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I see Nabutovsky still looking jittery. He tells me, "I got up at seven o'clock to study four-and five-letter words." I ask him if he can explain some of the fine points of the game. Despite his nervousness, he agrees to do this. He says that V's and C's are good blocking letters at the ends of words. He says that there are fewer than 200 words in the entire OSPD that contain three I's. He says that if you draw four E's you should throw them back because the duplication limits the number of words you can create. Nabutovsky introduces me to his mother, Harriet, who is one of the word judges.
The system for getting the official scoring forms to contestants is excruciatingly slow and there is much grumbling at the delays. Tension in the room is increasing. Someone deals with it by juggling three rubber balls. Joe Edley (37, publisher, San Francisco) is playing a rapid Scrabble game with himself, using two racks. I interview Jan Jarrell (29, bookkeeper-accountant, Wilmington, Del.), an expert on rules. She tells me that the initial pairing of contestants is done by random selection, and that all contestants had qualified in two earlier regional tournaments. This I understand, but the remainder of her explanation seems hopelessly arcane: "You divide the whole field into groups of six, then the top-ranked 50 players play one of each group below them and that goes on till Wednesday when we go into Swiss pairings...." I know that I should ask what Swiss pairing means, but I figure it will become clear by Wednesday. Instead I ask Jarrell how good women are at Scrabble compared to men. She says, "Well, I'm a killer, but none of us is as mean as the guys are."
Now a deep, authoritative female voice booms through the mike: "Players, please take your seats!" This is Martha Downey, a tournament director. She says firmly, "Some of you are not happy with some of the rules. I'm sorry." Then she reads rules about late arrivals ("Tough luck, you lose the time"), use of rest rooms ("Your clock keeps on ticking"), clock starting, counting your score ("Don't do it out loud"), challenging, etc. She goes on sharply, "Verify the accuracy of your opponent's scorecard. Any clerical error will cost you 100 points. If you don't like it, that's too bad."
At last the pairings are listed. It is noon, and still play has not begun. Some people start games for the heck of it. More time passes. A computer is down. We go to lunch. I sit next to Wapnick, the champ. He looks very relaxed. He says, "Well, I've already won it." He is referring to last year's championship. Wapnick has a Ph.D. He is also a pianist. He maintains that luck is a minor factor in winning. He says, "I memorized 1,500 bingos [words using all seven tiles that earn an extra 50 points each] in a sequence." It turns out that this is a table of heavy hitters. I recognize the names of several top contenders. There are teachers: Paul Avrin (42, New York City), John Ozag (40, San Francisco), Jim Neuberger (38, New York City). Then there are Ronald Tiekert (38, editor, New York City) and Joe Edley. Tiekert, Edley and Neuberger discuss strategy with great seriousness. I am beginning to realize that Scrabble masters are obsessed with the game. I ask Wapnick if he dreams about it. Yes, he says. Before the 1980 tournament he had a dream in which, instead of tiles, he held 11 playing cards.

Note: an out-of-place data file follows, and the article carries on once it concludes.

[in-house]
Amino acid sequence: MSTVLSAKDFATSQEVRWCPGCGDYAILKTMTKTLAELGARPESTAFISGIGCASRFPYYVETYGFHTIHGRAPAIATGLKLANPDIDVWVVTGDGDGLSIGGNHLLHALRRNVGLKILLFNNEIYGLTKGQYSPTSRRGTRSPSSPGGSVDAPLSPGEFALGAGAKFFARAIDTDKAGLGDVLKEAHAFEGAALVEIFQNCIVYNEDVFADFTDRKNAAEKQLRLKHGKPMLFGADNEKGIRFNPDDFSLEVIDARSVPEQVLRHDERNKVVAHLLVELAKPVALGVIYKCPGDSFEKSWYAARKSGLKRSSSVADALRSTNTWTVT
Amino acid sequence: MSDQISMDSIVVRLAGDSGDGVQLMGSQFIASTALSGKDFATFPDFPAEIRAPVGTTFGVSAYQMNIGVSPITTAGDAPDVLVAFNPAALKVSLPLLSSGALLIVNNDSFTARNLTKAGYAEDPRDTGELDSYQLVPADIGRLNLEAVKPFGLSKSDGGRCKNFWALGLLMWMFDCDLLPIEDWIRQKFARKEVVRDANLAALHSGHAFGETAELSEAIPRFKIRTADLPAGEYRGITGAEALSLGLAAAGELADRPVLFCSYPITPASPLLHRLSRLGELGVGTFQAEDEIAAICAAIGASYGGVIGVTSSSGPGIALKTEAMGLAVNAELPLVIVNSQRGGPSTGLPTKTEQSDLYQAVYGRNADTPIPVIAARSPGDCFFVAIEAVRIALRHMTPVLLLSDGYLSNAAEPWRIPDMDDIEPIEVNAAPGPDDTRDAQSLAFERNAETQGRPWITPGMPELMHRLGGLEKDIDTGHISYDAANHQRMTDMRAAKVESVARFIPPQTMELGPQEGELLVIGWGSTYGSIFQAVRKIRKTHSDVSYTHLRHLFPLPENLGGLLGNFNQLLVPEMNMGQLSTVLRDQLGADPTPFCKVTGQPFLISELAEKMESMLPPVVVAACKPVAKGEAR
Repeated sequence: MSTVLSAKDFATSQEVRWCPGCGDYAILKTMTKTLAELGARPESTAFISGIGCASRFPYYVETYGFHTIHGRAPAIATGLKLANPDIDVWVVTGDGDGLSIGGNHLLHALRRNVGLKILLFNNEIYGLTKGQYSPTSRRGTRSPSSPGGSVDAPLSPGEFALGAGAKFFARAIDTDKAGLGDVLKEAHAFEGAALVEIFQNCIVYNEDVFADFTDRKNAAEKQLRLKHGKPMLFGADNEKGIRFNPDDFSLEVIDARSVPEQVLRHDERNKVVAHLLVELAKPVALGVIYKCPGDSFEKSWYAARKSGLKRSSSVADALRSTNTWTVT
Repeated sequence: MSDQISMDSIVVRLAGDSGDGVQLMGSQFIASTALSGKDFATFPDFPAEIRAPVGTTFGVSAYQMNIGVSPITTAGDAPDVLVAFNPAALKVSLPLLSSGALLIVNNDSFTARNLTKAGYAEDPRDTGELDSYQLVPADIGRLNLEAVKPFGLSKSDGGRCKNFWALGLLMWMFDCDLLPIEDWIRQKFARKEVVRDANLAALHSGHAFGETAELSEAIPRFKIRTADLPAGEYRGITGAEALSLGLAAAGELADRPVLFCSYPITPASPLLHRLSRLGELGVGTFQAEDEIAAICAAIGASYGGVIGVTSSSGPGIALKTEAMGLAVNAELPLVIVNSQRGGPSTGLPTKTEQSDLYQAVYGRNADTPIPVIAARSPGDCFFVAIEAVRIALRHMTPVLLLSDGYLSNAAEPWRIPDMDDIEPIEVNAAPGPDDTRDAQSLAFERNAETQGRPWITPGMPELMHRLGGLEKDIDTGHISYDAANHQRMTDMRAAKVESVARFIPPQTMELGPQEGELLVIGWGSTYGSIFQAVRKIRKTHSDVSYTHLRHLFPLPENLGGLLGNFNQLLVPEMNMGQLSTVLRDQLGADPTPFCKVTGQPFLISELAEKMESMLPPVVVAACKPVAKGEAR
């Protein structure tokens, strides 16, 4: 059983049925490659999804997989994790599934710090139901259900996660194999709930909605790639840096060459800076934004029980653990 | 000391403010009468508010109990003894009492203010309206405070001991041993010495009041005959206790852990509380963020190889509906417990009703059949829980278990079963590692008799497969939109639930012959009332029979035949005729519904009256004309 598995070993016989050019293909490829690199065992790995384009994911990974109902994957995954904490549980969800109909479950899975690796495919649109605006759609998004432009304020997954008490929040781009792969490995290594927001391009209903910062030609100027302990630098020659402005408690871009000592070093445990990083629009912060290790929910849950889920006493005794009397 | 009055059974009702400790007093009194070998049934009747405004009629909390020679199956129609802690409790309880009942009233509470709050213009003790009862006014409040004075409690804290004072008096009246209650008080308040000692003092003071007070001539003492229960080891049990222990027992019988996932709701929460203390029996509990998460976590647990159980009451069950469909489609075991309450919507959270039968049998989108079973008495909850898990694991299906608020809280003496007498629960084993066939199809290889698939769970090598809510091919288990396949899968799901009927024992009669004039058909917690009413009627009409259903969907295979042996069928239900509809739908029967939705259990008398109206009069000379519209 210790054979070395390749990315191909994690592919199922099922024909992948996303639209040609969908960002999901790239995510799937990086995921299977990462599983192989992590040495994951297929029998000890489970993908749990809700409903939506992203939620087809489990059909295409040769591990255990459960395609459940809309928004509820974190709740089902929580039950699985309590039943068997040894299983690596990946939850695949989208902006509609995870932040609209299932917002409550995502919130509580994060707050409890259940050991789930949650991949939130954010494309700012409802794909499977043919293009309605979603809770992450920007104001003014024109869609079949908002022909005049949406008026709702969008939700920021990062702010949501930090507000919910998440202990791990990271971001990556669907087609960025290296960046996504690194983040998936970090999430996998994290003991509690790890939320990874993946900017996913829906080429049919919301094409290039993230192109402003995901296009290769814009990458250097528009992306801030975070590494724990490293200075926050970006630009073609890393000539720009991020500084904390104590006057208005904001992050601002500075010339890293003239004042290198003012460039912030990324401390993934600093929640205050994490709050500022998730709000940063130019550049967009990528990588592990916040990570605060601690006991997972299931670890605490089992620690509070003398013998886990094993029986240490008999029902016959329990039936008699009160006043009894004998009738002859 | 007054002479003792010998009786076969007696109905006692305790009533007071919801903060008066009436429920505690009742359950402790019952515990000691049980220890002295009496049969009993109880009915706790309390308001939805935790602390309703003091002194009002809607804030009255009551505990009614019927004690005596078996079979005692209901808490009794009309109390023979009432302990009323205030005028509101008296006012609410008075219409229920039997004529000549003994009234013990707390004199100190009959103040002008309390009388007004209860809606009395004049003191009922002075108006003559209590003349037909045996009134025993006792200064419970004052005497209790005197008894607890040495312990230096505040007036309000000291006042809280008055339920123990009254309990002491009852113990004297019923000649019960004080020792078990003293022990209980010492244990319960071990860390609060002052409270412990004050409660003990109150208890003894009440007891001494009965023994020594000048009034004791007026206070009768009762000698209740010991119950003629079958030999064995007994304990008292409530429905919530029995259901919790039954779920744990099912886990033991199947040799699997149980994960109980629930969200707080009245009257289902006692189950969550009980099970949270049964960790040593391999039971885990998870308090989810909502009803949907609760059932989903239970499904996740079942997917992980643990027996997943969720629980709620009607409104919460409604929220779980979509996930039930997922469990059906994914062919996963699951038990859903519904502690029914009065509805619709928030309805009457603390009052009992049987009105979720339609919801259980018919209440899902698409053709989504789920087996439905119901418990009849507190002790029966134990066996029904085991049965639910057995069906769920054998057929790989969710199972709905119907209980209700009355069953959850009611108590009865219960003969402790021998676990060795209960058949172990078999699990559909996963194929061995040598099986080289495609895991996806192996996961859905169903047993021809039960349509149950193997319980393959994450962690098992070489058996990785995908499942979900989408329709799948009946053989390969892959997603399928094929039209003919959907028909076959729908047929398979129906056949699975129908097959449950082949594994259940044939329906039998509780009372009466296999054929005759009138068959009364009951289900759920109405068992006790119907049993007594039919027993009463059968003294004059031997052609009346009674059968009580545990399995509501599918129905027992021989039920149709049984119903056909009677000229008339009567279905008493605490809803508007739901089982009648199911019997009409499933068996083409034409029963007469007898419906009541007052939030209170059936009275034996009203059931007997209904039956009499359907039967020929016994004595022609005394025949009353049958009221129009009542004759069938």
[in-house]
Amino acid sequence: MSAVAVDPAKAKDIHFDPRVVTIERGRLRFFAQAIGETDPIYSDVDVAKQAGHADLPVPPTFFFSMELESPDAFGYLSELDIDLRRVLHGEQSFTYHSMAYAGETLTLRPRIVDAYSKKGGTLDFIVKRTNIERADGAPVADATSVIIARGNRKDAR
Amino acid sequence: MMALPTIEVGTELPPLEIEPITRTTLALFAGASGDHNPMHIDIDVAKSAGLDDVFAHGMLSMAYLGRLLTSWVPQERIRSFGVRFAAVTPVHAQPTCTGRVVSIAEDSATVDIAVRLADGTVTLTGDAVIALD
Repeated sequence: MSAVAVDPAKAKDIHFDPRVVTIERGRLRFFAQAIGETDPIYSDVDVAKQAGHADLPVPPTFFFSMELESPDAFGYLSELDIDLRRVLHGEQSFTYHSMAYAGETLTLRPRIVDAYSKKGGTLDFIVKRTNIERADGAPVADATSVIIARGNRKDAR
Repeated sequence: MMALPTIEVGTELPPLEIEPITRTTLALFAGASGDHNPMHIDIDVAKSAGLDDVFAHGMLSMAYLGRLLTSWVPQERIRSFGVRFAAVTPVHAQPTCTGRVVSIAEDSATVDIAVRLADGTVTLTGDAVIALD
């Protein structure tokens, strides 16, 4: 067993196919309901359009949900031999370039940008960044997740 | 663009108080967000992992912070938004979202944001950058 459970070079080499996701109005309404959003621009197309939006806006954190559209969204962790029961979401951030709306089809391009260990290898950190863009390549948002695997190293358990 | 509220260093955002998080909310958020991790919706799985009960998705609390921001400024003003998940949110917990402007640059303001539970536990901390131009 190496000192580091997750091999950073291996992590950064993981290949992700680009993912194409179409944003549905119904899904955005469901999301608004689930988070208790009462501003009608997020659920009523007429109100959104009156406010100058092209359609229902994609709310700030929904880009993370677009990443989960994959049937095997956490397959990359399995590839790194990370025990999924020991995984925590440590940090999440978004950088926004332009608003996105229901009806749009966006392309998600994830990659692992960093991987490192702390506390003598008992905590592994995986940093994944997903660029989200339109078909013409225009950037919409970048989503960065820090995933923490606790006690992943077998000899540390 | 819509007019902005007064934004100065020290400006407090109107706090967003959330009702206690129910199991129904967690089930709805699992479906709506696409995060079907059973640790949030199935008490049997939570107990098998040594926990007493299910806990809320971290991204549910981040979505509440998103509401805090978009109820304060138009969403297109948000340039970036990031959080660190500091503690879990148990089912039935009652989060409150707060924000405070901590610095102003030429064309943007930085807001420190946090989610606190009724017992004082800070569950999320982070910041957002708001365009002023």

Lunch is over, and finally, at 2:16, director Downey instructs players to draw letters to see who goes first. Suddenly 151 bags of tiles are being shaken all at once, and the first of 22 rounds of tournament Scrabble begins.
For the next 50 minutes or so, the ballroom is quiet, except for an occasional soft cry of "challenge," whereupon a judge rushes over with the OSPD. The player writes down the questioned word on an official slip of paper. The judge looks up the word in the OSPD, finds it either acceptable or not acceptable and checks the appropriate box on the slip. If the player doesn't like the judgment, he can ask for a second opinion. One of the four tournament directors then delivers the final verdict. On one of the days of the tournament, 742 words are challenged, 439 of them successfully.
I wander among the tables, gingerly at first. But most players are too intent on the game to notice me. I peer over their shoulders. I see that some players don't bother to turn the board around. I see some words I simply do not believe: ka, revers, jow, yonis, ofay, aby, voe, deva, ganof.
Between 2 and 8 p.m. five rounds are completed. Media interest has been building. TV cameramen are filming a judge turning pages to look up a word in the OSPD. The tournament turns up on all three major networks' nightly news programs. Upstairs, a large screen shows the games on closed-circuit TV. Two commentators are at work, analyzing some of the moves and predicting others.
During breaks, contestants spill out of the ballroom to the lobby, in which large charts are tacked up showing each player's progress. Every conversation overheard is about Scrabble—and only about Scrabble.
DAY 3: MONDAY